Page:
Toxicological Emergencies in the Resuscitation Area of a Pediatric Emergency Department: A 12-Month Review.

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OBJECTIVE: Few studies of children with toxicological emergencies describe those undergoing acute resuscitation, and most describe exposures to single agents. We describe a 12-month sample of patients evaluated in the resuscitation area of a pediatric emergency department (ED) for a toxicological emergency.

METHODS: We conducted a retrospective chart review of patients in a high-volume, academic pediatric ED. We identified patients evaluated in the ED resuscitation area for toxicological exposure and conducted structured chart reviews to collect relevant data. For all variables of interest, we calculated standard descriptive statistics.

RESULTS: Of 2999 patients evaluated in the resuscitation area through 12 months (March 2009 to April 2010), we identified 80 (2.7%) whose primary ED diagnosis was toxicological. The mean age was 11.4 years. Eighty-six percent of patients were triaged to the resuscitation area for significantly altered mental status. The most frequent single exposures were ethanol (25%), clonidine (10%), and acetaminophen (5%). At least 1 laboratory test was performed for almost all patients (97%). Interventions performed in the resuscitation area included intravenous access placement (97%), activated charcoal (20%), naloxone (19%), and endotracheal intubation (12%). Eighty-two percent of patients were admitted to the hospital; 37% to the intensive care unit. No patients studied in this sample died and most received only supportive care.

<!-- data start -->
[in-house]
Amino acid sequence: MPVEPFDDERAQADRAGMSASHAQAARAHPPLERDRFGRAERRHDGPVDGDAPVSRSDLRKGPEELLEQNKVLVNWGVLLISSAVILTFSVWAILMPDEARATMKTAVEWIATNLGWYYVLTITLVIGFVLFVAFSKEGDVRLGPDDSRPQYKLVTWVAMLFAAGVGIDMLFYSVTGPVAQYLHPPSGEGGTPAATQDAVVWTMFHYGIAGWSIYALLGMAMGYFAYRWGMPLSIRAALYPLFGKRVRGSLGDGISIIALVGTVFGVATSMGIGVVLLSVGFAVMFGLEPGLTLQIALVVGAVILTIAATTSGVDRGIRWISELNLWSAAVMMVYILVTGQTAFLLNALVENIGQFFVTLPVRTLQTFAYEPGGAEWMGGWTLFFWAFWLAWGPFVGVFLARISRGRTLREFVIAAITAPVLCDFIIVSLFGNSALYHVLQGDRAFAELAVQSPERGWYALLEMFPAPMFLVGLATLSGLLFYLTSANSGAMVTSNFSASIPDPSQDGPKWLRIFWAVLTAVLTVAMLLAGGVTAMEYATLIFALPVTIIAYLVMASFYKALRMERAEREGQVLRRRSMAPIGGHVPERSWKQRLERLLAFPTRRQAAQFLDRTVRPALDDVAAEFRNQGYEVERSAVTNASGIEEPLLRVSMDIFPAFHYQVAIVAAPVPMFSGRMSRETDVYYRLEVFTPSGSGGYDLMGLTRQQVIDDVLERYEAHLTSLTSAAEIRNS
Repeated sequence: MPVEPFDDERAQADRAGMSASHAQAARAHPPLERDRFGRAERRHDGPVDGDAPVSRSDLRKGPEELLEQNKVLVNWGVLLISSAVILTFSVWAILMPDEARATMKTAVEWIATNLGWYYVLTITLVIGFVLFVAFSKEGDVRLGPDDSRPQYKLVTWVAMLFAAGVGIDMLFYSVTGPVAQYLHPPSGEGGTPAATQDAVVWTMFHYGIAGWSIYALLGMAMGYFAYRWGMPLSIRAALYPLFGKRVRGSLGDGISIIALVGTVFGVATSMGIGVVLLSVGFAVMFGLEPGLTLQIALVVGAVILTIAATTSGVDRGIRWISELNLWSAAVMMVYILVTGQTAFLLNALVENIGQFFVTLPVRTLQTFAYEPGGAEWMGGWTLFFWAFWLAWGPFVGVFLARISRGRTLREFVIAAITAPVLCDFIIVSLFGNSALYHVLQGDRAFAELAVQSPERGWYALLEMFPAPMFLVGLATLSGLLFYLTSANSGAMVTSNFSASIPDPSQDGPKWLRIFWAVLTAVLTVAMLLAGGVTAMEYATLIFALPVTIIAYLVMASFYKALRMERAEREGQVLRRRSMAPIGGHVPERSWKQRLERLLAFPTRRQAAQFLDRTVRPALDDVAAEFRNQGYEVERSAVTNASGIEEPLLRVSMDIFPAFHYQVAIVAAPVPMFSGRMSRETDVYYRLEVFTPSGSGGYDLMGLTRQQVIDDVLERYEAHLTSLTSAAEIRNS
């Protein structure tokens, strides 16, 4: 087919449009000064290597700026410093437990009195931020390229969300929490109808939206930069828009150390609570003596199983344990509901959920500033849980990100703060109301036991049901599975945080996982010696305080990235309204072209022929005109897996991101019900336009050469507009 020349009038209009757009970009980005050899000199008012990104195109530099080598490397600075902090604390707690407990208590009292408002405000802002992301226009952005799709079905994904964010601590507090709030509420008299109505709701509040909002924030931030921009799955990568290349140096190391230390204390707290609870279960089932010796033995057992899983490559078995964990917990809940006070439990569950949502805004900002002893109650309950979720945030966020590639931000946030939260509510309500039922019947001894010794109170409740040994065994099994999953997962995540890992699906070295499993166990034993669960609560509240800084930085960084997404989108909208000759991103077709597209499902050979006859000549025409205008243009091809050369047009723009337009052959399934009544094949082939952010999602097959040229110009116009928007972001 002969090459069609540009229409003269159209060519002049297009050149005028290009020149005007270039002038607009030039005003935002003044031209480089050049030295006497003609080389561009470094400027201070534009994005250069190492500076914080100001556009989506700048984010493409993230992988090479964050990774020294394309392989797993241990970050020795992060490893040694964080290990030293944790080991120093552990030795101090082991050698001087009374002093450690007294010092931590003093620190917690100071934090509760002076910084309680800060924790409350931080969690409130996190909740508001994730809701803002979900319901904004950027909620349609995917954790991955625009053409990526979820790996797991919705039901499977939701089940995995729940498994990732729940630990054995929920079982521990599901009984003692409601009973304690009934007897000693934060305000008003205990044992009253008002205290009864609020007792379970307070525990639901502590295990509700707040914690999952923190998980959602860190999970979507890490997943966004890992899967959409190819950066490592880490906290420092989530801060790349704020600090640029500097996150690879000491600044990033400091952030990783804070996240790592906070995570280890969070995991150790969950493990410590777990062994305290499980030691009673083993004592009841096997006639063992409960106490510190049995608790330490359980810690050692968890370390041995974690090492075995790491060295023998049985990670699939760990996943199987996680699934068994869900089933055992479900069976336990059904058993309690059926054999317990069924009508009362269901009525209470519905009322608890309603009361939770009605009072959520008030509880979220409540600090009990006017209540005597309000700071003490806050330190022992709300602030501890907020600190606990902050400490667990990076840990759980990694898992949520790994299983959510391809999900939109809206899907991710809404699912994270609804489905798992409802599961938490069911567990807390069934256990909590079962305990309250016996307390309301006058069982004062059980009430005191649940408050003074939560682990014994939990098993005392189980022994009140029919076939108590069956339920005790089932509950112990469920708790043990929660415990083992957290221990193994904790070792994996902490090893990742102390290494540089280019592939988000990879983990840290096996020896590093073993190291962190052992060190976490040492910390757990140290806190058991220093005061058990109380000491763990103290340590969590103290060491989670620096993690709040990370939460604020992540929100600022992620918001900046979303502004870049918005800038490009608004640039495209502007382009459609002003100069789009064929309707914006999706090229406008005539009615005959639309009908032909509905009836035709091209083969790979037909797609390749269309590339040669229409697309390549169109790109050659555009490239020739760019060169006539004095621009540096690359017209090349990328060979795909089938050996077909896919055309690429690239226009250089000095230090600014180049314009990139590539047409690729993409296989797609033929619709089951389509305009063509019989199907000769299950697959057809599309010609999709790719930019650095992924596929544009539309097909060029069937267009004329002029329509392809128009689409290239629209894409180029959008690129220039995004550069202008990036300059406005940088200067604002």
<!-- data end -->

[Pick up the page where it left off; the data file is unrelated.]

CONCLUSIONS: In a high-volume pediatric ED, toxicological emergencies requiring acute resuscitation were rare. Ethanol and clonidine were the most frequent single exposures. Most patients received diagnostic testing and were admitted. Further studies are needed to describe regional differences in pediatric toxicological emergencies.




Emergency Medicine




Department of Emergency Medicine, Department of Emergency Medicine Residents

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